(THIS ARTICLE IS COURTESY OF REUTERS)
Venezuela opposition lawmakers placed pretend coffins and body bags at gates of the National Guard headquarters on Tuesday in protest after the latest fatality in anti-government unrest that has killed at least 75 people since April.
Footage and photos from demonstrations on Monday showed at least three members of the National Guard – a military unit with public order responsibilities – aiming and firing pistols in clashes on a major Caracas highway.
A 17-year-old demonstrator was shot in the chest and died, while several others were injured.
“You cannot keep killing people in the street!” opposition lawmaker Tomas Guanipa shouted during the early-morning protest in the middle-class El Paraiso zone of Caracas.
“Who gave the order to shoot?” asked another lawmaker Jose Olivares as soldiers watched silently from inside their base.
Venezuelan authorities said two National Guard members had been detained on Monday for what the interior minister called “presumed improper and disproportionate use of force” when thousands of protesters flooded the streets.
And President Nicolas Maduro announced that the general in charge of the National Guard, Antonio Benavides, was being replaced by another military man, Sergio Rivero.
“Win peace! That is our aim,” Maduro told Rivero, without giving reasons for the change.
Opposition leaders accuse Rivero and other military leaders appointed by Maduro of human rights violations during the recent protests.
“Generals and admirals that we denounced before the state prosecutors’ office for committing atrocities against Venezuelans are being given honors and promotions,” wrote opposition legislator Gabriela Arellano via Twitter.
The Defense Ministry and the Information Ministry did not immediately respond to a request for comment on the issue.
As well as the fatalities, thousands of people have been injured or arrested since Venezuela’s opposition began its latest street campaign against Maduro’s socialist government in early April.
They accuse Hugo Chavez’s successor of becoming a dictator and wrecking the once-prosperous OPEC member’s economy, demanding a presidential election to end his rule.
Maduro, 54, narrowly won election in 2013 to replace Chavez after his death from cancer, but has seen his approval rating halve to just above 20 percent during four years of an economic crisis causing hunger and shortages.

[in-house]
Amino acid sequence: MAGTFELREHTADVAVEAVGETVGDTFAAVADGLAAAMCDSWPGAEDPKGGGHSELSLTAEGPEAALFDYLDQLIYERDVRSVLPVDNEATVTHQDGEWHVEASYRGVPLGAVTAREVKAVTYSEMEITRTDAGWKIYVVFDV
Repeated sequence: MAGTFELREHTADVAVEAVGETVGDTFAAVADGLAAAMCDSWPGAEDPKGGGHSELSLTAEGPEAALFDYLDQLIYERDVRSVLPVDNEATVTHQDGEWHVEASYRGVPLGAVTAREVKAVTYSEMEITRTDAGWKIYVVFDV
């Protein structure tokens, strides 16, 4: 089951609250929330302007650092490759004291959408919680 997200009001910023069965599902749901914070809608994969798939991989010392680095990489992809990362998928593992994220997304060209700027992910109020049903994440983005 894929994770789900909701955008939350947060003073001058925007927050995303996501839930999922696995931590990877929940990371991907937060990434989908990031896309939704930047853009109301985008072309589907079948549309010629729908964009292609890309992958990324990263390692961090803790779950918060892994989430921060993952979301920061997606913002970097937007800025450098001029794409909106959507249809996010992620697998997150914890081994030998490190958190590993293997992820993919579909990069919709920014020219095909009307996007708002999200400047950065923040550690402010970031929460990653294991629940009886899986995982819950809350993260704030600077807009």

VICTIMS ON ALL SIDES
Maduro says “terrorists” and “fascists” are leading the protests in an effort to topple him by force as briefly happened to Chavez in 2002. Government supporters, bystanders and some members of the security forces have also been victims of the violence, with gunshot wounds the most common cause.
Though thousands turned out on Monday, many grassroots opposition supporters feel intimidated by the daily violence in cities around Venezuela, where masked youths barricade streets and hurl stones and Molotov cocktails against security forces with tear gas and water cannons.
Pro-government gangs with guns sometimes join the fray.
There is also some exhaustion setting in within protester ranks after 80 days of what the opposition calls “resistance” and the government terms “armed insurrection”.
Opposition leaders have, however, vowed to step up tactics to increase pressure on Maduro. They are seeking to halt Maduro’s plan for July 30 elections for a special assembly to rewrite the constitution, a move they say is rigged to keep him in power.
Chief state prosecutor Luisa Ortega has been leading dissent against the plan from within government, earning her a barrage of accusations from officials ranging from corruption to insanity and promoting violence.
The Supreme Court on Monday accepted a request by a ruling Socialist Party lawmaker to begin the process of taking her to trial for committing “serious offenses.”
Before any trial could take place, the Supreme Court would first have to hold a preliminary hearing to determine whether a trial is warranted.
(Additional reporting by Diego Ore and Victoria Ramirez; Writing by Andrew Cawthorne; Editing by Grant McCool and James Dalgleish)